So today is a day for really big, really fun announcements. But first, a pretty picture:
My buddy, cohort, unofficial consort, and all around partner in crime, Selah Janel, has finally lost complete control of her book and the good people at Seventh Star Press have released it into the wild! It’s not every day I get my hands on a book that I want to shove in everyone’s hands and make them buy it, but this one I do. Everyone needs a copy of it. Everyone needs to read it.
Guys, I seriously love this book.
And I’m not saying that to be nice. I do. I want to live in Kingdom City in the worst way. This is definitely my kind of world. Now, before I get too off track carrying on about it’s ultra-awesomeness, let me give you the rest of the story:
The Kingdom City Chronicles, Book 1
Kingdom City has moved into the modern era. Run by a lord mayor and city council (though still under the influence of the High King of The Land), it proudly embraces a blend of progress and tradition. Trolls, ogres, and other Folk walk the streets with humans, but are more likely to be entrepreneurs than cause trouble. Princesses still want to be rescued, but they now frequent online dating services to encourage lords, royals, and politicians to win their favor. The old stories are around, but everyone knows they’re just fodder for the next movie franchise. Everyone knows there’s no such thing as magic. It’s all old superstition and harmless tradition.
Bookish, timid, and more likely to carry a laptop than a weapon, Paddlelump Stonemonger is quickly coming to wish he’d never put a toll bridge over Crescent Ravine. While his success has brought him lots of gold, it’s also brought him unwanted attention from the Lord Mayor. Adding to his frustration, Padd’s oldest friends give him a hard time when his new maid seems inept at best and conniving at worst. When a shepherd warns Paddlelump of strange noises coming from Thadd Forest, he doesn’t think much of it. Unfortunately for him, the history of his land goes back further than anyone can imagine. Before long he’ll realize that he should have paid attention to the old tales and carried a club.
Darkness threatens to overwhelm not only Paddlelump, but the entire realm. With a little luck, a strange bird, a feisty waitress, and some sturdy friends, maybe, just maybe, Padd will survive to eat another meal at Trip Trap’s diner. It’s enough to make the troll want to crawl under his bridge, if he can manage to keep it out of the clutches of greedy politicians.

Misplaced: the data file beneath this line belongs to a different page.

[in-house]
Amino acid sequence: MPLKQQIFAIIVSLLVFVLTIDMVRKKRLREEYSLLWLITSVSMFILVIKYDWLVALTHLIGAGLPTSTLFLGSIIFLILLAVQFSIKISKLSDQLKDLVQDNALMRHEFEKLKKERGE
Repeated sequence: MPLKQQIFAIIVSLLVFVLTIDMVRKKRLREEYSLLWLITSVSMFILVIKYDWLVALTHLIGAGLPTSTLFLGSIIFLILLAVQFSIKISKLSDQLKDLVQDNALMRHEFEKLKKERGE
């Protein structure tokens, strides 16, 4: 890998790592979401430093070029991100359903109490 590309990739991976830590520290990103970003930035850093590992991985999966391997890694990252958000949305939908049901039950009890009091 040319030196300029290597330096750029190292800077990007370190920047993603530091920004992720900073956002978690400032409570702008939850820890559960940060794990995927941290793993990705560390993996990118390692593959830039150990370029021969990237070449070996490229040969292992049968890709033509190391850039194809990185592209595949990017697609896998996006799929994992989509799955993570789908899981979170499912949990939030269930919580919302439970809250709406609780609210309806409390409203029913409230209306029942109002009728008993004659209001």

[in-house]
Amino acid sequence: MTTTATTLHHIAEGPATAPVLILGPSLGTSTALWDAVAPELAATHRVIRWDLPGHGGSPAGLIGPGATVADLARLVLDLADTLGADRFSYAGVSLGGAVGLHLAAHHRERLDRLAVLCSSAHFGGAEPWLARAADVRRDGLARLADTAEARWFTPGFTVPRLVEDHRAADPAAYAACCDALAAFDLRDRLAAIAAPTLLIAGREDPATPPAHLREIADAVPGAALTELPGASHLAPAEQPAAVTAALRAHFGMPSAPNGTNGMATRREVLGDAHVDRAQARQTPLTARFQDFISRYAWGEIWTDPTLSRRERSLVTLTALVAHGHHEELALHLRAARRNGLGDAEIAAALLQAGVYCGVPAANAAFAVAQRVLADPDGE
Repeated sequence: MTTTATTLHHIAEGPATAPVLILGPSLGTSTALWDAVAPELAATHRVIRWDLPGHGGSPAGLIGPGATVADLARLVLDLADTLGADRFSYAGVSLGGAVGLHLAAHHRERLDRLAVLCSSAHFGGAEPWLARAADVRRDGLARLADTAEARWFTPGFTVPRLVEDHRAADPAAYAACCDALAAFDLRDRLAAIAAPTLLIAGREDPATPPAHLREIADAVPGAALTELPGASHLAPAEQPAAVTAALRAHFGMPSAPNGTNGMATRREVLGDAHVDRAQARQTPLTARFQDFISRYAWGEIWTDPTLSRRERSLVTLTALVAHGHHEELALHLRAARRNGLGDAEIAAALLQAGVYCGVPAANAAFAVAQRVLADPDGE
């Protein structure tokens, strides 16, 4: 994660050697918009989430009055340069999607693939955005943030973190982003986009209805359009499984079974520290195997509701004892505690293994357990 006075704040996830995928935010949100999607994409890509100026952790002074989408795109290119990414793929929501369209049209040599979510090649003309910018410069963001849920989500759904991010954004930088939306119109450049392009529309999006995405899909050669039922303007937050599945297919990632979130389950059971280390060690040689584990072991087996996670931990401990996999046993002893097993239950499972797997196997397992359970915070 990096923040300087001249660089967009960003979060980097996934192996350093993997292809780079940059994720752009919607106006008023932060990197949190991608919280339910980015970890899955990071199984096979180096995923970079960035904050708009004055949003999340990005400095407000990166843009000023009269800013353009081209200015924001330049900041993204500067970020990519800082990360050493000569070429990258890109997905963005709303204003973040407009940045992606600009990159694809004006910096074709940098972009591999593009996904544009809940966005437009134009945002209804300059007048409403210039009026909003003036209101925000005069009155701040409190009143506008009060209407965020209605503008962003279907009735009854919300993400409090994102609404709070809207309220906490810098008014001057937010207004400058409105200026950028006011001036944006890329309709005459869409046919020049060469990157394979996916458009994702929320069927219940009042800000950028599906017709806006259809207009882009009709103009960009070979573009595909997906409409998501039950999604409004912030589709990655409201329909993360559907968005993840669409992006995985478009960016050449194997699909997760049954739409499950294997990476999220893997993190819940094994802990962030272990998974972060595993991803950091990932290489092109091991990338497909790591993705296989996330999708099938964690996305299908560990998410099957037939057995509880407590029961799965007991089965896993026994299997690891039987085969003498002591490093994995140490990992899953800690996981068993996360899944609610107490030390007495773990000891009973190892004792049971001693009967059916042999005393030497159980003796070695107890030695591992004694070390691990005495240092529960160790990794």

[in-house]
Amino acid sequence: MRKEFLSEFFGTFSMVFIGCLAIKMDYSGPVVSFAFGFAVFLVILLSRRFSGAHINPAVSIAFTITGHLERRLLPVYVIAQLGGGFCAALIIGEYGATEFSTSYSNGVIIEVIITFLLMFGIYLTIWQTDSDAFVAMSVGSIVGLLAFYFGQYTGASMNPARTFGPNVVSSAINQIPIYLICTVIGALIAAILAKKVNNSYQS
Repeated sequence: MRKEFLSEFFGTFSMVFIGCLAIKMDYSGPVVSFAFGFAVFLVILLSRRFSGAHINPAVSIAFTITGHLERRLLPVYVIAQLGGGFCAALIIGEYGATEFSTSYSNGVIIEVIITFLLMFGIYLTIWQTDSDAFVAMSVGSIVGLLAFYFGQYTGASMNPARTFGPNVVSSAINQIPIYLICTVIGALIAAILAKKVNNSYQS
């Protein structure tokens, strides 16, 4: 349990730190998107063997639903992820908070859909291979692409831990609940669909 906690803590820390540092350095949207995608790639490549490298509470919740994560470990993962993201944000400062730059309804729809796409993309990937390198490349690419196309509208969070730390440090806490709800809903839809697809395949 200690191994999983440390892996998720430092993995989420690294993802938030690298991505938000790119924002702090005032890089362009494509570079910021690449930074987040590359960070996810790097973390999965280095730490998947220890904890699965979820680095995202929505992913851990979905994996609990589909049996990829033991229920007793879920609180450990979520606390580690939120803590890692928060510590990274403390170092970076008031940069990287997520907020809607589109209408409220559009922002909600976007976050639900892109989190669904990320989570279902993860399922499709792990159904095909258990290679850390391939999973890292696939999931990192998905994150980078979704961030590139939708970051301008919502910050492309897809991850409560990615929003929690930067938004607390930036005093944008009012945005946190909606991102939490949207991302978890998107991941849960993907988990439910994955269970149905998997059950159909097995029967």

Buy it here:
But there’s more. I’m going to give you a fun review of it as well, because I can and I want to. Keep reading, kids. It’s worth it.
As a member of the “Acknowledgements” family at the beginning of this book, I had the rare luxury of reading it in all of its incarnations over the last few years. I’ve watched it grow and change from a silly idea in a hobbyist writer’s imagination to the epic folk-fantasy adventure before me as I write this.
The simple response to the “give your review” statement would be this:
I love it.
And I’m not just saying that as an insider. I stay that with all the respect and admiration that this book deserves. It’s a non-stop wild ride through classic folk and fairy tales, modernized to include every generation and genre under the sun. It’s fantastical, it’s out there, it’s knee-slapping hilarious, it’s pushing the limits and stretching the boundaries, and it’s even oddly poignant at certain moments.
From my first glance into Trip-Trap’s all the way up to the very last word, I was entranced. Paddlelump is a doll, and if I were Flora, I’d have a soft spot for him too. Ippick is my new personal hero, as cranky and crotchety as he is. And then there’s Clyde, the newfound love of my life. But I won’t spoil that surprise.
The characters have such great chemistry, and even poor, little Nobody and her pitiful need for acceptance.
Between the witty conversation and the intricate and winding European-style fairy-tale plot lines, I couldn’t put it down. There’s so much going on in Kingdom City, and every page is a brand new adventure. Every time I pick it up and start rereading, I catch onto a subtle, new joke and I laugh a little bit harder.
Would I recommend it to others? Absolutely. I whole-heartedly recommend this book to anyone that happens to see the pretty cover and stop to look.
My only complaint is this: she hasn’t written the next book in the series yet, and I have to wait.